Middlemore Hospital assault fears prompt security guard escorts upsurge

Security guards at Auckland's Middlemore Hospital are escorting staff and visitors to their cars more than 4000 times a month as safety fears continue.

The Counties Manukau District Health Board said that since February there had been an eight-fold increase in use of security after two nurses were attacked in March when leaving work at 7am.

More security guards had been contracted since the attacks, with some patrolling carparks and others escorting people to cars.

Intensive care nurse Debra Isaacs said safety was still very front-of-mind for all of her colleagues.

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Sela Ikavuka of the NZ Nurses Organisation says staff just want to be able to go to and from work safely. Source: 1 NEWS

"At night it is quite terrible because it is winter at the moment and when we're walking we're always looking around and it was never like that," she said.

At the end of a shift, workmates got together to see who was parked where so they could travel in groups, she said.

Some of the areas security guards patrolled were huge, she said.

"Coming to work at 6pm it's already dark, so you get out of your car and you look for the security and sometimes you think 'oh my God, I'm alone'. Meanwhile [the security guard] he's helping someone else," she said.

The DHB's general manager of central clinical services, Ian Dodson, said he understood the staff's concerns - especially because some of their parking was on a Hospital Road, out of the grounds, with no housing around it.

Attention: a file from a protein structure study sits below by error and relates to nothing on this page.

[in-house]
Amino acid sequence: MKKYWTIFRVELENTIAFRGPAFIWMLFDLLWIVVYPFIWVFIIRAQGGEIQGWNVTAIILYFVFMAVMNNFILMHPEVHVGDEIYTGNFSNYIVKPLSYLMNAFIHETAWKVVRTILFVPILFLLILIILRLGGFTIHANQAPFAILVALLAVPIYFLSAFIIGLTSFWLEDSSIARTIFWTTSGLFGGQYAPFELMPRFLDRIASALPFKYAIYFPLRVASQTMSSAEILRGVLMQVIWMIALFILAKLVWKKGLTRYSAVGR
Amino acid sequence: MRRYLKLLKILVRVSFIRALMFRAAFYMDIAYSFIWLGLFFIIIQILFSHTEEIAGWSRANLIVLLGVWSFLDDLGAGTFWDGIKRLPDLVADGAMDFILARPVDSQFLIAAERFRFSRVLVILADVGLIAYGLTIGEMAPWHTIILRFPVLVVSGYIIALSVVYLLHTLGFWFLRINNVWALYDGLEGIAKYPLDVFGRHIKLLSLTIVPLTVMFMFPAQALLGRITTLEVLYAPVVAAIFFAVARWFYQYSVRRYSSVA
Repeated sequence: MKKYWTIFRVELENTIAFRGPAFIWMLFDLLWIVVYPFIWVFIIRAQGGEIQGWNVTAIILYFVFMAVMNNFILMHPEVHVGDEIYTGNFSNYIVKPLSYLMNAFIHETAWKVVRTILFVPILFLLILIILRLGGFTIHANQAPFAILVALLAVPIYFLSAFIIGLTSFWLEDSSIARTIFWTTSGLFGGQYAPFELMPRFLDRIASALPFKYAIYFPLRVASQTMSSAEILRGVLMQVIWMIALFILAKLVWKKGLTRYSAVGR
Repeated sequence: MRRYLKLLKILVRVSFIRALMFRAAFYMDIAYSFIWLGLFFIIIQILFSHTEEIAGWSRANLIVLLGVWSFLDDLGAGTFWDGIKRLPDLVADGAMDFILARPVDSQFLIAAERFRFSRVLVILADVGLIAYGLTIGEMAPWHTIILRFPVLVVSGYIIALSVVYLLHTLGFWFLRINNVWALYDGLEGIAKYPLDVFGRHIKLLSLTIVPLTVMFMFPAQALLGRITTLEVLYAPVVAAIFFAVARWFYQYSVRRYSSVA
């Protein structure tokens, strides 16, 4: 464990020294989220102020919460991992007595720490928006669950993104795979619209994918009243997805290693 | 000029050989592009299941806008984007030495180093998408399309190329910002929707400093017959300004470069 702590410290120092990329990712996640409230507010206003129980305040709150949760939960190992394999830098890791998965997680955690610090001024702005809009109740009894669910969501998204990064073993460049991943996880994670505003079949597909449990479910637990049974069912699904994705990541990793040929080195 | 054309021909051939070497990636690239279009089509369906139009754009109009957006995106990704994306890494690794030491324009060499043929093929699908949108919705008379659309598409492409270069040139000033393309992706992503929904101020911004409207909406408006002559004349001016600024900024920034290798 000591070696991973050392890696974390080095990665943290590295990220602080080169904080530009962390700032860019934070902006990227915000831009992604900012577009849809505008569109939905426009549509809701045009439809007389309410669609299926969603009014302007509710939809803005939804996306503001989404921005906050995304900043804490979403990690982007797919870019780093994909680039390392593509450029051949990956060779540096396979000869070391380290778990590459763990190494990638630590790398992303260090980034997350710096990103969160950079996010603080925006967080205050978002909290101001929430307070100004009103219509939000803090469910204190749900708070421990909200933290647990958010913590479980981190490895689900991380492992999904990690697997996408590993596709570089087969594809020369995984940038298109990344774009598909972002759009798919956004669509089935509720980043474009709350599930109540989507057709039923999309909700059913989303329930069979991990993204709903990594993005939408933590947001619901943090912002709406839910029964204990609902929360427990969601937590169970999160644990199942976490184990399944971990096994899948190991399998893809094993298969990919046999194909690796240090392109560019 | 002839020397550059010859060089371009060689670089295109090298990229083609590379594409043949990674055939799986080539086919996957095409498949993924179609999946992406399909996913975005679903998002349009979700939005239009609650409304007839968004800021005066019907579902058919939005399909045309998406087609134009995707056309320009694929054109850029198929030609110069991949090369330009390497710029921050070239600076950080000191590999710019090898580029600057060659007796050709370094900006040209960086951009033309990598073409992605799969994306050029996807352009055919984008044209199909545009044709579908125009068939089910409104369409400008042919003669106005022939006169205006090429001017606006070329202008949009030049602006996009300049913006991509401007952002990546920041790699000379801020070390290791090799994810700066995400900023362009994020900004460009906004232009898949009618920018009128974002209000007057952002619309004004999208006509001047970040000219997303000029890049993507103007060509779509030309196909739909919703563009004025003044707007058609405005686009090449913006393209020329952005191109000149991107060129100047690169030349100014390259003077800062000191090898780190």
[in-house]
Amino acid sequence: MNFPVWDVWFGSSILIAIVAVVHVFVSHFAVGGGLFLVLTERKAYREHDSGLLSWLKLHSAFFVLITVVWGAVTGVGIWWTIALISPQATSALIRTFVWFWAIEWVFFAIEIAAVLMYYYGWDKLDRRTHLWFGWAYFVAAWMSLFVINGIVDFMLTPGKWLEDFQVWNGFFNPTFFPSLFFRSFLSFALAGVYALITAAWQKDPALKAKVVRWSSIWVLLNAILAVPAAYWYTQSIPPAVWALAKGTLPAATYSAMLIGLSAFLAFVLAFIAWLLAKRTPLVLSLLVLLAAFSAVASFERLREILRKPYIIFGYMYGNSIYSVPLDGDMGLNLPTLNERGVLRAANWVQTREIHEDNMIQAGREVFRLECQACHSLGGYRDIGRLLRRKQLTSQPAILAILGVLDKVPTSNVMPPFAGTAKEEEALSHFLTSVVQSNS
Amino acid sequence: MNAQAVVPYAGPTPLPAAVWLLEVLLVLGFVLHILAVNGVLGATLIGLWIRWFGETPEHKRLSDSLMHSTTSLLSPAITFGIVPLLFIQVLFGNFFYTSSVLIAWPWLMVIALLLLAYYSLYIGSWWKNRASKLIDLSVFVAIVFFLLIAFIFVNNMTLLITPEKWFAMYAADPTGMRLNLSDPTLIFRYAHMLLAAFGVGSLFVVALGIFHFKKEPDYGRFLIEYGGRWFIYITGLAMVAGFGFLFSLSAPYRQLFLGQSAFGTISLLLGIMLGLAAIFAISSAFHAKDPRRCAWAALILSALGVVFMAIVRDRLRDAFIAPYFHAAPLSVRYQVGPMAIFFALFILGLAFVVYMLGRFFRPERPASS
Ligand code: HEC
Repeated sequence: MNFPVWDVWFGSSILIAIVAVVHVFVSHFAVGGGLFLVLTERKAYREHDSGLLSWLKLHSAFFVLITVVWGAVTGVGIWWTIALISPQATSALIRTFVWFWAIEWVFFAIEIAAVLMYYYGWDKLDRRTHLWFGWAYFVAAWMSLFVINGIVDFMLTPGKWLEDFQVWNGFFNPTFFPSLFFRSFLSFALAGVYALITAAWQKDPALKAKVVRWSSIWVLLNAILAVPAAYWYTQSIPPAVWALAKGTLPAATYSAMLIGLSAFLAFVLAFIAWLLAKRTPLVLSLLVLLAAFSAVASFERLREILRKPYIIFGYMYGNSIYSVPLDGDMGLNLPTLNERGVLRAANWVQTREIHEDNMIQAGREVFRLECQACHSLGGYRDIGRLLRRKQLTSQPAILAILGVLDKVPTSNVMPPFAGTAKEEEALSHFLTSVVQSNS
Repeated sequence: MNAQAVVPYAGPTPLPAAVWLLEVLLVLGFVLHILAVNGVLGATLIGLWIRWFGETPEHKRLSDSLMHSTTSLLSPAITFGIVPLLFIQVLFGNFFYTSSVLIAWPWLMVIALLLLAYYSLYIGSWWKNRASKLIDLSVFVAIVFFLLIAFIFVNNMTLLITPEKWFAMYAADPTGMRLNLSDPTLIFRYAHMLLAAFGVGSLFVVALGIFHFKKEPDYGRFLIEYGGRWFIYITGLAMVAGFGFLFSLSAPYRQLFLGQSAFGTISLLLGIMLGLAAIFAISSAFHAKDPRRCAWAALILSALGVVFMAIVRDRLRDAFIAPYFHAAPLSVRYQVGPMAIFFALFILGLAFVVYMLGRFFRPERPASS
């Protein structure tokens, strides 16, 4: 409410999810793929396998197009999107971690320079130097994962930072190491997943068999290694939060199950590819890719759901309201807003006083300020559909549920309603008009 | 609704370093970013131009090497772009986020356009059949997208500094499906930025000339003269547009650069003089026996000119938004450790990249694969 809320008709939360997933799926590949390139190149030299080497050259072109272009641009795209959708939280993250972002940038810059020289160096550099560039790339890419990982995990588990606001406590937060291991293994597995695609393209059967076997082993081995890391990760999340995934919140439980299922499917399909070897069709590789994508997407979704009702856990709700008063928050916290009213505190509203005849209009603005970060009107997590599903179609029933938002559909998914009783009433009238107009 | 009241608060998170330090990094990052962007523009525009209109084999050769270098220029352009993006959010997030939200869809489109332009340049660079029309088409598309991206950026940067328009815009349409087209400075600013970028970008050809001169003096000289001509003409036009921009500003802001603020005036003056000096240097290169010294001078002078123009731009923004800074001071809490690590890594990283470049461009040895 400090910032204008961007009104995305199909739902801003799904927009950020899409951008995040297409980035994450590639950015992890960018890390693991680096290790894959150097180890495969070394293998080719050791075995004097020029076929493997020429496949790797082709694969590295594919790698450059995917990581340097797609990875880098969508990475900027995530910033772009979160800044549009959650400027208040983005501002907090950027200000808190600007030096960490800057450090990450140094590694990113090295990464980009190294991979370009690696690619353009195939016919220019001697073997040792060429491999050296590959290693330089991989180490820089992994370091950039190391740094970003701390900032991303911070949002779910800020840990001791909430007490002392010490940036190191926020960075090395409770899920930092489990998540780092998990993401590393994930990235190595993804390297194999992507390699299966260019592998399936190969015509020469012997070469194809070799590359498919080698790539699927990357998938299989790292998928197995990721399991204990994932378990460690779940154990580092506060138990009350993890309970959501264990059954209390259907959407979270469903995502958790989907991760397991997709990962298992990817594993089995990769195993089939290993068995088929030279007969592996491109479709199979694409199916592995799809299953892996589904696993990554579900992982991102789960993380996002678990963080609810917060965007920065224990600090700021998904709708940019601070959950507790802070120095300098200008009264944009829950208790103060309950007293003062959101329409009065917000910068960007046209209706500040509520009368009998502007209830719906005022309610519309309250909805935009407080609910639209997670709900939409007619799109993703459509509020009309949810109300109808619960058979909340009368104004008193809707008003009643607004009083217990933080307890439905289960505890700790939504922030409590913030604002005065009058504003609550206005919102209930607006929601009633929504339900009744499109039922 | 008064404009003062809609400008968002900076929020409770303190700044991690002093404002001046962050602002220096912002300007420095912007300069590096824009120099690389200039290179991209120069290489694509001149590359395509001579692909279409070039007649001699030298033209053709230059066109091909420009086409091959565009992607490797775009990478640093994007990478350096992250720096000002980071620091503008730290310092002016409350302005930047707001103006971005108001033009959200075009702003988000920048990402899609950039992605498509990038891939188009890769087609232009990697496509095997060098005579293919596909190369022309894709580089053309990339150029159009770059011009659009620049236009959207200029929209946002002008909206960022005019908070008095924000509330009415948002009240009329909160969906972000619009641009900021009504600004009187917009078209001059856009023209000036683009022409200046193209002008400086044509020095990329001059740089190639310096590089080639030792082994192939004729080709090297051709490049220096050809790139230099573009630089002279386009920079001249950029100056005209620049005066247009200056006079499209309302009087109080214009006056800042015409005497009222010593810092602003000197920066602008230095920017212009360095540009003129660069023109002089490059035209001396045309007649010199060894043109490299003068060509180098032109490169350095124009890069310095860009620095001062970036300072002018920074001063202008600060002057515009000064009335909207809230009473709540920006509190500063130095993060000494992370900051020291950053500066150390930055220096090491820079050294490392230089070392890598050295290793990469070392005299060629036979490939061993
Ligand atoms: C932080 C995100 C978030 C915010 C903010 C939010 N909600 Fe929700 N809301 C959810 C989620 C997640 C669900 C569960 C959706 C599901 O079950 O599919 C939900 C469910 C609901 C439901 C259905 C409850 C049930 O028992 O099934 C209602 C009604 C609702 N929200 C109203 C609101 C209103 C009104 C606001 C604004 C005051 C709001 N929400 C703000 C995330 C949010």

Lighting had been improved in the carparks, trees trimmed to increase visibility, and there was work being carried out to the fence in some areas and to provide more security cameras, he said.

An organiser from the New Zealand Nurse's Organisation, Sharleen Rapoto, said some nurses had been frustrated by having to wait for a security guard for half an hour after their long shifts.

Nurses and other hospital staff did vital, often stressful work and had a right to be safe as they left the building, she said.

"When you leave work at seven in the morning, you are tired, you're exhausted and you have to make the trip to your car. With the assaults that have happened lately, it doesn't bode well for confidence so it does create anxiety," Ms Rapoto said.

Mr Dodson acknowledged there could be a wait to leave - especially at the end of a shift when many people needed help at once and urged staff to be patient.

He said there had be no incidents reported since the new measures were put in place.